In November 2021, Hakeem gave a speech as a program participant at Connections Place in Victoria. Hakeem was subsequently hired by Connections Place for marketing work and as a program educator. He recognizes that this opportunity allows him to positively impact others living with mental health issues. Hakeem hopes to help other members of Connections Place share their stories as part of a public speaking group and to educate about mental wellness and recovery—and, thereby, helping to reduce the stigma that people with disabilities often face.

Hakeem says his presentations bring a “dynamic edge” to his audience. He likes to use basketball as a metaphor for life, with the circle of the mini-basketball representing different issues, such as the pandemic and homelessness. During each of his presentations, whether given in person or online, Hakeem tosses several mini-basketballs out to his audience. He then asks everyone to say a word of encouragement or kindness to a friend, or just wave if they are feeling shy. As a result, those in attendance start talking to each other and gain a feeling of community. Hakeem would love to take his message further by reaching out to the sports world.

“I have big dreams of speaking to NBA teams one day when my speaking skills improve,” says Hakeem. He adds that sports teams such as “the NBA, NBA G league, basketball camps, college and university teams, and athletes are not immune to mental illness.”

Photo of Hakeem holding a basketball. Doors continue to open for Hakeem in his local area when he least expects it. He was recently offered two jobs, one as an accredited speaker for the Nanaimo Disability Program with Toastmasters and the other as an advisor for a local community organization. Currently, these roles do not fit into Hakeem’s overall plans, but the fact that these organizations have offered him an opportunity gives him hope for his own future and that of others.

One goal close to Hakeem’s heart is the desire to develop a program in Victoria aimed at helping others in Islam who live with mental health issues. He has converted to Islam and wants to make an impact for others in the quest for diversity and social acceptance.

“I was the first person to actually speak out locally about schizophrenia at the Islamic Centre,” says Hakeem. “The faith leader, which is the Imam, allowed me to speak and represent what it’s like to have schizophrenia, and I felt empowered to be able to open up other people’s minds,” he adds.

Hakeem says that he has connected with friends and other people in his local community, and together they have been investigating how to start a nonprofit organization or program to help those with mental health issues in Victoria and throughout B.C. and Canada.

“It’s [mental health issues] absolutely frowned upon and not talked about enough,” maintains Hakeem.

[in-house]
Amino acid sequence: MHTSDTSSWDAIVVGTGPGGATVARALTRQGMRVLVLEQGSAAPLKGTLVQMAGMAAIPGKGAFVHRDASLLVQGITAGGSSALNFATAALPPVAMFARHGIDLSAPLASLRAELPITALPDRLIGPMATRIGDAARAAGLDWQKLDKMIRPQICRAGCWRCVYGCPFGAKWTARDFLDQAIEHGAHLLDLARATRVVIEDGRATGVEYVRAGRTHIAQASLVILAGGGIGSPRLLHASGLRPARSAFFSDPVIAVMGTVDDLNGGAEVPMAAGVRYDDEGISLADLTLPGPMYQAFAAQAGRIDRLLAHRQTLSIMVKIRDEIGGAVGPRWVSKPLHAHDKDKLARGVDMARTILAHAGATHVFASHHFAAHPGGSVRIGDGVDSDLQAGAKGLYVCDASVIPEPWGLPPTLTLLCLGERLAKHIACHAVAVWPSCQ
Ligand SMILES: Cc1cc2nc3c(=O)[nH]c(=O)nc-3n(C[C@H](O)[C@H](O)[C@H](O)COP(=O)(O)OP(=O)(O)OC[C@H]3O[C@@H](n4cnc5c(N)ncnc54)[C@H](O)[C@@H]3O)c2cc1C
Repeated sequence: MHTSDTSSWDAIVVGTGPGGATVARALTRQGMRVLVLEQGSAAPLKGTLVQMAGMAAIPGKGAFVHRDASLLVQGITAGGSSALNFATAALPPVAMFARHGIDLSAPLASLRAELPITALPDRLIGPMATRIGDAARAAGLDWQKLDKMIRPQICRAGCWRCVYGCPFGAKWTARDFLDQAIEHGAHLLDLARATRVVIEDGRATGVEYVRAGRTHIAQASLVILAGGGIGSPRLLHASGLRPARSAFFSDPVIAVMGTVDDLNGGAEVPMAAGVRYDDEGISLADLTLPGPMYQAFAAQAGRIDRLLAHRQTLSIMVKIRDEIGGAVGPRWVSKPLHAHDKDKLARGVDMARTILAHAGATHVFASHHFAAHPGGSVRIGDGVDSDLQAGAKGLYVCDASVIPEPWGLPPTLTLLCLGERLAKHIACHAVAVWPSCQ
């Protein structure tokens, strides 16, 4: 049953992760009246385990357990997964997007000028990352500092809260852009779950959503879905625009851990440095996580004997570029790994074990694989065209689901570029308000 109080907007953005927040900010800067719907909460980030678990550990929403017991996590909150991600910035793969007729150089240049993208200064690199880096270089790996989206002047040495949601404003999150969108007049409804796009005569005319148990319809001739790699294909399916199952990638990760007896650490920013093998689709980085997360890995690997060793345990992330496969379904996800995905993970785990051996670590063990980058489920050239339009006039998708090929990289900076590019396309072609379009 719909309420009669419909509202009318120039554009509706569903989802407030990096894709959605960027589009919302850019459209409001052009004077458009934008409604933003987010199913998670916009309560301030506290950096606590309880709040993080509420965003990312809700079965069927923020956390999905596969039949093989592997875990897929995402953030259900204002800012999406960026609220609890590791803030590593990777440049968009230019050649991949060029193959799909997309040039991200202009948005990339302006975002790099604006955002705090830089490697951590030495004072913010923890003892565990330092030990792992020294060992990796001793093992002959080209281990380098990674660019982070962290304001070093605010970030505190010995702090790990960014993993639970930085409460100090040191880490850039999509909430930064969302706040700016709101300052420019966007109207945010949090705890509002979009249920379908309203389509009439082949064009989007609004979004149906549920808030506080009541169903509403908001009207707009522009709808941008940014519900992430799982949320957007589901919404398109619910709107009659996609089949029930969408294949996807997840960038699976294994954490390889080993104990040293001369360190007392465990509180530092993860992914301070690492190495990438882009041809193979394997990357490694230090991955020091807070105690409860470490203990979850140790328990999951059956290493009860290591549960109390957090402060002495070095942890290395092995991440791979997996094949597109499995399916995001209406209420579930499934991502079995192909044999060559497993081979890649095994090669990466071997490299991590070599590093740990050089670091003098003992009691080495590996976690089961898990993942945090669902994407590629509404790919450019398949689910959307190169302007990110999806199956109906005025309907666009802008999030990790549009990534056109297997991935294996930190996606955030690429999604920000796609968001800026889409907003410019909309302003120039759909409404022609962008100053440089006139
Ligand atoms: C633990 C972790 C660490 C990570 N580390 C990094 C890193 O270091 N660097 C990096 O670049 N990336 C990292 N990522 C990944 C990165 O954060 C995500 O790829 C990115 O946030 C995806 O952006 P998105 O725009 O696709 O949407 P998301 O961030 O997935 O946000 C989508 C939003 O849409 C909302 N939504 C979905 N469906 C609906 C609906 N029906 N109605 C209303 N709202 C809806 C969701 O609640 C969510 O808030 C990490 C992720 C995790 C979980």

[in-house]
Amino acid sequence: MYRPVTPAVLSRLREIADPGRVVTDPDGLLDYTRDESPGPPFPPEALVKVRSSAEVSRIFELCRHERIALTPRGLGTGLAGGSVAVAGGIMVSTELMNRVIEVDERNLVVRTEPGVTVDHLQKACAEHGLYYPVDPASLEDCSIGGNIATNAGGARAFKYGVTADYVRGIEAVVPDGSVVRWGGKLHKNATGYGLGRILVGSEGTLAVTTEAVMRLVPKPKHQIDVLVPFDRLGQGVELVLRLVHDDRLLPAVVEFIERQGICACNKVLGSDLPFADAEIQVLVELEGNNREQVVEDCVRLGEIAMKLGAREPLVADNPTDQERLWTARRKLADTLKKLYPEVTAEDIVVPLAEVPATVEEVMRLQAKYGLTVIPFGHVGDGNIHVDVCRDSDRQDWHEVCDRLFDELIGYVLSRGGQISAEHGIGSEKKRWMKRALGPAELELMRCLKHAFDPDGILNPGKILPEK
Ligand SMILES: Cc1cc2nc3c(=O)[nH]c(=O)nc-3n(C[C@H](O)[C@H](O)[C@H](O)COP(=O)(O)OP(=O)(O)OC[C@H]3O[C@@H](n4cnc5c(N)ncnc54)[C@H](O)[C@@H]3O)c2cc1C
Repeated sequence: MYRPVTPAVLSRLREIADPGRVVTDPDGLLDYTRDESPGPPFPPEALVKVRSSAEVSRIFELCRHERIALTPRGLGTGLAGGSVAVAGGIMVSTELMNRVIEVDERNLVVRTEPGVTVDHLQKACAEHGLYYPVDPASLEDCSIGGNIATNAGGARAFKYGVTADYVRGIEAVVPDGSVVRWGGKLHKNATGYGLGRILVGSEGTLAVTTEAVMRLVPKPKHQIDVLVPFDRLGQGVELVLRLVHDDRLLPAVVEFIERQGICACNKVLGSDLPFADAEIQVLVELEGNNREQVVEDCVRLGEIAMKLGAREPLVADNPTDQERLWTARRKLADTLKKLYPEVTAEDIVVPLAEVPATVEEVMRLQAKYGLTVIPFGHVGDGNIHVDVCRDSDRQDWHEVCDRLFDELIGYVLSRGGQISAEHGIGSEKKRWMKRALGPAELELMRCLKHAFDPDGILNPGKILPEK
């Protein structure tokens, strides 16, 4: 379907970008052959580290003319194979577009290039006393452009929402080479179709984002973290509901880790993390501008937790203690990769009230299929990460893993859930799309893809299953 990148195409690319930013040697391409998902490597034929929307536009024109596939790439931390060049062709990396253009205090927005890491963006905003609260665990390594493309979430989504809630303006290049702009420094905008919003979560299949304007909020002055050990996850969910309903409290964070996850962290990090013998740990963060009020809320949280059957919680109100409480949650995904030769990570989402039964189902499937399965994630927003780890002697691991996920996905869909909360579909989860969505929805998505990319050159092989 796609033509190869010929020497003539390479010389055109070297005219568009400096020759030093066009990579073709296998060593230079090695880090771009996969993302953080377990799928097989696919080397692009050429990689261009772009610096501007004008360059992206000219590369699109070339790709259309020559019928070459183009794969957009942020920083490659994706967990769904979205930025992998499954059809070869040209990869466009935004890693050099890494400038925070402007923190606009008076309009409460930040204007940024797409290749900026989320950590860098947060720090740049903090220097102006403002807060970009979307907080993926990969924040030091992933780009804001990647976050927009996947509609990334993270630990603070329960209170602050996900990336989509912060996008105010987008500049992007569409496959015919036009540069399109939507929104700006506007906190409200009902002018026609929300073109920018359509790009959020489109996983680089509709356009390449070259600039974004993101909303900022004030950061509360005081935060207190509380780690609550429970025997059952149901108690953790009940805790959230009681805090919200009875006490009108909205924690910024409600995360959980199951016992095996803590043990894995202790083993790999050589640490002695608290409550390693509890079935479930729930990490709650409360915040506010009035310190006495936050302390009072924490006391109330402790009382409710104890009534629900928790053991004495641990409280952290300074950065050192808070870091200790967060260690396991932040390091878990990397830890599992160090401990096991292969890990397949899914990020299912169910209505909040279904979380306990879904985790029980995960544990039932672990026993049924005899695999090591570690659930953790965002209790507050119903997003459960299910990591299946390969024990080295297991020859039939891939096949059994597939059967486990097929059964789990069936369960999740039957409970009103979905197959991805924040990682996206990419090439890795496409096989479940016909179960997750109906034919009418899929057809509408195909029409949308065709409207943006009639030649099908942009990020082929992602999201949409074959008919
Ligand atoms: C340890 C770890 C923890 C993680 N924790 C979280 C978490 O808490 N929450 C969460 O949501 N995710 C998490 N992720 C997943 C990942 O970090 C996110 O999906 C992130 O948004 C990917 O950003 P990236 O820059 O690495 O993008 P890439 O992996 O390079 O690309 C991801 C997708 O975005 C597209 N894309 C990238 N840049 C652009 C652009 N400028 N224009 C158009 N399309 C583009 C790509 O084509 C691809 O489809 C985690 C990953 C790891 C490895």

On his social media accounts, Hakeem says that people from different parts of the world have messaged him and thanked him for speaking up about mental health issues, especially those who share his faith. As a result, Hakeem’s goal is to share his message with others and help them by sharing his own experience.

“I hope to talk to other mosques and Islamic centres, including speaking again at the Muslim Youth of Victoria.”

Hakeem tells others living with mental health issues or other disability-related challenges that Make A Change Canada is a great option if they are looking for employment services, coaching, mentoring, and future employment or self-employment options.

He describes the support as “…meeting you where you’re at, working with your abilities, and helping you identify your strengths and weaknesses.” Hakeem adds that his experience was “easy going, no pressure, and they really work with you.”

When asked if he has any regrets, Hakeem says that he wishes the program lasted longer so he could have gleaned more time with his business advisor. Although he has an educational background in business and in-depth knowledge of marketing, Hakeem says he found Make A Change was a perfect fit due to the guidance he received, and particularly in the areas of processes, structuring, and even in the fundamentals of public speaking.

Hakeem continues to inspire others, and closes with, “It might be scary to try something new but they [Make A Change Canada] really make it easy for you and work with you…regardless of your level of ability and depending on the type of work you want.”

Starting from an uncertain future two years ago, Hakeem has successfully built a strong foundation for both his employment and entrepreneurial pursuits by accessing the right supports. Through his work he is now helping others experiencing similar challenges to find hope, inspiration, and empowerment.